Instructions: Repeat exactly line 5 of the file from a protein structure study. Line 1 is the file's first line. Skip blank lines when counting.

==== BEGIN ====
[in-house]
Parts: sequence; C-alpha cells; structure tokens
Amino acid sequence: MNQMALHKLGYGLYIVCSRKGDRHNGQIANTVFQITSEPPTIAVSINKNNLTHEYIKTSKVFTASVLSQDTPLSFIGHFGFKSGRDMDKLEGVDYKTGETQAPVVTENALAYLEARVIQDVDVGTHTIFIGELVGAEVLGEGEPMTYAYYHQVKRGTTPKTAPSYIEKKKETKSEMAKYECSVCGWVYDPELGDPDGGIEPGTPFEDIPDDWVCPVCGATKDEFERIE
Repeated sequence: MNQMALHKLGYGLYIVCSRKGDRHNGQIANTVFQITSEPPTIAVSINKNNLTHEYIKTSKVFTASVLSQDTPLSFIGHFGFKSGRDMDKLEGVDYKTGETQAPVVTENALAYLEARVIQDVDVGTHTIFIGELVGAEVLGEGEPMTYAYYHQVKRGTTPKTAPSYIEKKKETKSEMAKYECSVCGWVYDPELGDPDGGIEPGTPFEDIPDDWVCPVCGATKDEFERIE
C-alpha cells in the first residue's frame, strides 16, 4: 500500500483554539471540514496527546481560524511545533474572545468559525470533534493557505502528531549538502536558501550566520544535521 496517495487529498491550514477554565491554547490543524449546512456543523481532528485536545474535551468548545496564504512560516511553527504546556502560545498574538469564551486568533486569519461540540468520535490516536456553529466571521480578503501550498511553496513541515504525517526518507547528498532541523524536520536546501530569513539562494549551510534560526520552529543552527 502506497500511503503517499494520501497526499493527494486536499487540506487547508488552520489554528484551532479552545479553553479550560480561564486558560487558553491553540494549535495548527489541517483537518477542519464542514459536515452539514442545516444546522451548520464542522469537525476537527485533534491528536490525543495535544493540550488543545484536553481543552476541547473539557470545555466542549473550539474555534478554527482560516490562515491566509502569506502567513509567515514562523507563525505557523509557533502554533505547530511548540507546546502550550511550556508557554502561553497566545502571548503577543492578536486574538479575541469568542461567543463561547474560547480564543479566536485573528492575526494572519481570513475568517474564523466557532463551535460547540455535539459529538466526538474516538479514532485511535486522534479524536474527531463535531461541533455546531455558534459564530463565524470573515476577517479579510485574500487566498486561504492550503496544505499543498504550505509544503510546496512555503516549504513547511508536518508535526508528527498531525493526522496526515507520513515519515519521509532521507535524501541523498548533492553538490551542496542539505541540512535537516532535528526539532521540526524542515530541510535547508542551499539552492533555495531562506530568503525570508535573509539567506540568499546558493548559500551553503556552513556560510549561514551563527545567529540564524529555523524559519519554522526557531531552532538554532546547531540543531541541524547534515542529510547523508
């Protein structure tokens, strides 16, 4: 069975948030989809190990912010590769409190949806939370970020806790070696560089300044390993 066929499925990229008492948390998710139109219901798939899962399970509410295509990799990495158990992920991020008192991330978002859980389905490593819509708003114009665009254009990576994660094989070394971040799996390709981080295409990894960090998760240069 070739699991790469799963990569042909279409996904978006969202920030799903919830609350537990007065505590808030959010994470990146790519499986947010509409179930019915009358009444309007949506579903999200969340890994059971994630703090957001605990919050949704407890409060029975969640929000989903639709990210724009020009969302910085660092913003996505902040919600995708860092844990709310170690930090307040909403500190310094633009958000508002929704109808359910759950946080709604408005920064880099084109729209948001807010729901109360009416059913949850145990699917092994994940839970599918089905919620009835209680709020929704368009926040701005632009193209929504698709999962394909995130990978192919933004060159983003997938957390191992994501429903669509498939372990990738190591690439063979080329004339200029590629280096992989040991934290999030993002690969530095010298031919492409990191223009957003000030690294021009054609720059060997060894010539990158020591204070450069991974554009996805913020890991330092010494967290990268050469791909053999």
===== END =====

C-alpha cells in the first residue's frame, strides 16, 4: 500500500483554539471540514496527546481560524511545533474572545468559525470533534493557505502528531549538502536558501550566520544535521 496517495487529498491550514477554565491554547490543524449546512456543523481532528485536545474535551468548545496564504512560516511553527504546556502560545498574538469564551486568533486569519461540540468520535490516536456553529466571521480578503501550498511553496513541515504525517526518507547528498532541523524536520536546501530569513539562494549551510534560526520552529543552527 502506497500511503503517499494520501497526499493527494486536499487540506487547508488552520489554528484551532479552545479553553479550560480561564486558560487558553491553540494549535495548527489541517483537518477542519464542514459536515452539514442545516444546522451548520464542522469537525476537527485533534491528536490525543495535544493540550488543545484536553481543552476541547473539557470545555466542549473550539474555534478554527482560516490562515491566509502569506502567513509567515514562523507563525505557523509557533502554533505547530511548540507546546502550550511550556508557554502561553497566545502571548503577543492578536486574538479575541469568542461567543463561547474560547480564543479566536485573528492575526494572519481570513475568517474564523466557532463551535460547540455535539459529538466526538474516538479514532485511535486522534479524536474527531463535531461541533455546531455558534459564530463565524470573515476577517479579510485574500487566498486561504492550503496544505499543498504550505509544503510546496512555503516549504513547511508536518508535526508528527498531525493526522496526515507520513515519515519521509532521507535524501541523498548533492553538490551542496542539505541540512535537516532535528526539532521540526524542515530541510535547508542551499539552492533555495531562506530568503525570508535573509539567506540568499546558493548559500551553503556552513556560510549561514551563527545567529540564524529555523524559519519554522526557531531552532538554532546547531540543531541541524547534515542529510547523508